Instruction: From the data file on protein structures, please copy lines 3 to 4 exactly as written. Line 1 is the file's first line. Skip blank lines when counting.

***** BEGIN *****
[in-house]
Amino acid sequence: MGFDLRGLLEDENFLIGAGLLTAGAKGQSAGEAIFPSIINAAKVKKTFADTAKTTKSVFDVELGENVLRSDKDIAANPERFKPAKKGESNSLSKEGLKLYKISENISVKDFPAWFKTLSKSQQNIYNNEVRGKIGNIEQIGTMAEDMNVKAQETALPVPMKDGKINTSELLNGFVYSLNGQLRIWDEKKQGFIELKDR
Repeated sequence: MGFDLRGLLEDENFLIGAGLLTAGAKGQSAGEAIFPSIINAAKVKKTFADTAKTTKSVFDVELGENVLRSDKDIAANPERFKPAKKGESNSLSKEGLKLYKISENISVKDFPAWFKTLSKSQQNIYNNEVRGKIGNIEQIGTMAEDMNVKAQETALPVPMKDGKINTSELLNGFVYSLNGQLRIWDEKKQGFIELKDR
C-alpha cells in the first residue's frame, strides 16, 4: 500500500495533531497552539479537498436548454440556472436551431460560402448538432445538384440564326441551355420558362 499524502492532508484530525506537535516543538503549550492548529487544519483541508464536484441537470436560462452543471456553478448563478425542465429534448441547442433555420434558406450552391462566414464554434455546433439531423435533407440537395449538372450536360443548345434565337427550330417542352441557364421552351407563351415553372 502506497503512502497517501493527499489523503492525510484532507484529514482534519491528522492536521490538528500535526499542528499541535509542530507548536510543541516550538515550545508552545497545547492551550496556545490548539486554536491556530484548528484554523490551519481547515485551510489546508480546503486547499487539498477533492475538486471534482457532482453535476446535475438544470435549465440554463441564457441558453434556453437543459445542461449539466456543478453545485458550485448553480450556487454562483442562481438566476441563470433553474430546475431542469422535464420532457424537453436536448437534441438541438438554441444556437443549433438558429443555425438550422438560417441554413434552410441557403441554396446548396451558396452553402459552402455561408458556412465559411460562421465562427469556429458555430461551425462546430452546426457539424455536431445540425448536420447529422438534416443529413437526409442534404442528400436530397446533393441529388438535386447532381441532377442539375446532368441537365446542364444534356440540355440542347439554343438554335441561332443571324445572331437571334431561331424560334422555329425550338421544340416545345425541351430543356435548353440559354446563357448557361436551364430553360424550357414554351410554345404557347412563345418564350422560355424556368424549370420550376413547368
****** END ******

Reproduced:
Repeated sequence: MGFDLRGLLEDENFLIGAGLLTAGAKGQSAGEAIFPSIINAAKVKKTFADTAKTTKSVFDVELGENVLRSDKDIAANPERFKPAKKGESNSLSKEGLKLYKISENISVKDFPAWFKTLSKSQQNIYNNEVRGKIGNIEQIGTMAEDMNVKAQETALPVPMKDGKINTSELLNGFVYSLNGQLRIWDEKKQGFIELKDR
C-alpha cells in the first residue's frame, strides 16, 4: 500500500495533531497552539479537498436548454440556472436551431460560402448538432445538384440564326441551355420558362 499524502492532508484530525506537535516543538503549550492548529487544519483541508464536484441537470436560462452543471456553478448563478425542465429534448441547442433555420434558406450552391462566414464554434455546433439531423435533407440537395449538372450536360443548345434565337427550330417542352441557364421552351407563351415553372 502506497503512502497517501493527499489523503492525510484532507484529514482534519491528522492536521490538528500535526499542528499541535509542530507548536510543541516550538515550545508552545497545547492551550496556545490548539486554536491556530484548528484554523490551519481547515485551510489546508480546503486547499487539498477533492475538486471534482457532482453535476446535475438544470435549465440554463441564457441558453434556453437543459445542461449539466456543478453545485458550485448553480450556487454562483442562481438566476441563470433553474430546475431542469422535464420532457424537453436536448437534441438541438438554441444556437443549433438558429443555425438550422438560417441554413434552410441557403441554396446548396451558396452553402459552402455561408458556412465559411460562421465562427469556429458555430461551425462546430452546426457539424455536431445540425448536420447529422438534416443529413437526409442534404442528400436530397446533393441529388438535386447532381441532377442539375446532368441537365446542364444534356440540355440542347439554343438554335441561332443571324445572331437571334431561331424560334422555329425550338421544340416545345425541351430543356435548353440559354446563357448557361436551364430553360424550357414554351410554345404557347412563345418564350422560355424556368424549370420550376413547368